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Management article
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Reference no. SMR47314
Published by: MIT Sloan School of Management
Published in: "MIT Sloan Management Review", 2006
Length: 9 pages

Abstract

Faced with the prospects of slow growth, commoditization and global competition, companies like General Electric Co, Microsoft Corp and Ford Motor Co have now emphasized innovation as critical to their future success. But what exactly is innovation? Although the subject has risen to the top of the Chief Executive Officer agenda, many companies have a mistakenly narrow view of it. They might see innovation as synonymous with new product development or traditional research and development. But such myopia can lead to the systematic erosion of competitive advantage. As a result, companies in a given industry can come to resemble one another over time. In actuality, business innovation is far broader in scope than product or technological innovation. In fact, a company can innovate along any of 12 different dimensions with respect to its: (1) offerings; (2) platform; (3) solutions; (4) customers; (5) customer experience; (6) value capture; (7) processes; (8) organization; (9) supply chain; (10) presence; (11) networking; and (12) brand. Nissan Motor Co, for example, has innovated along the platform dimension, using essentially the same small engine block to power a variety of models, including an upscale midsize sedan, a large sedan, luxury sedans, a minivan and a sports coupe. Enterprise Rent-A-Car has innovated along the customers and presence dimensions, placing car rental locations in the neighborhoods where people live and work rather than at airports. Together the 12 dimensions of innovation can be displayed in a new framework called the ''innovation radar'', which companies can use to manage the increasingly complex business systems through which they add value.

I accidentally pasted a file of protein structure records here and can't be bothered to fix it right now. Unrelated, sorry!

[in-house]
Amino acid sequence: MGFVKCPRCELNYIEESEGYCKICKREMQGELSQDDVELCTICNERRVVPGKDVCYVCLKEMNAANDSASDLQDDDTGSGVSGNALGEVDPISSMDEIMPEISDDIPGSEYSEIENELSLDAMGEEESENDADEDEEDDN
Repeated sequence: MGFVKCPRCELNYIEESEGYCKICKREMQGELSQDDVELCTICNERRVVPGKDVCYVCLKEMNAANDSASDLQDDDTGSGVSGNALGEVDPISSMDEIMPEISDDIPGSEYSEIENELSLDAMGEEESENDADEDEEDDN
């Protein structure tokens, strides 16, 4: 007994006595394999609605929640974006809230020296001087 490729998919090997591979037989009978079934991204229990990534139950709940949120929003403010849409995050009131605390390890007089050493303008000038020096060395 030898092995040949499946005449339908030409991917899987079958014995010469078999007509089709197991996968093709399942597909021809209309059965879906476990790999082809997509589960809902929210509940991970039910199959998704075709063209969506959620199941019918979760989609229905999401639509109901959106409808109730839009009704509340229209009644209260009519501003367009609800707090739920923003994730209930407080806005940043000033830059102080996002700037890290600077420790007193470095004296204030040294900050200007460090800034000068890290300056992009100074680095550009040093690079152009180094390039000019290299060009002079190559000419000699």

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Abstract

Faced with the prospects of slow growth, commoditization and global competition, companies like General Electric Co, Microsoft Corp and Ford Motor Co have now emphasized innovation as critical to their future success. But what exactly is innovation? Although the subject has risen to the top of the Chief Executive Officer agenda, many companies have a mistakenly narrow view of it. They might see innovation as synonymous with new product development or traditional research and development. But such myopia can lead to the systematic erosion of competitive advantage. As a result, companies in a given industry can come to resemble one another over time. In actuality, business innovation is far broader in scope than product or technological innovation. In fact, a company can innovate along any of 12 different dimensions with respect to its: (1) offerings; (2) platform; (3) solutions; (4) customers; (5) customer experience; (6) value capture; (7) processes; (8) organization; (9) supply chain; (10) presence; (11) networking; and (12) brand. Nissan Motor Co, for example, has innovated along the platform dimension, using essentially the same small engine block to power a variety of models, including an upscale midsize sedan, a large sedan, luxury sedans, a minivan and a sports coupe. Enterprise Rent-A-Car has innovated along the customers and presence dimensions, placing car rental locations in the neighborhoods where people live and work rather than at airports. Together the 12 dimensions of innovation can be displayed in a new framework called the ''innovation radar'', which companies can use to manage the increasingly complex business systems through which they add value.

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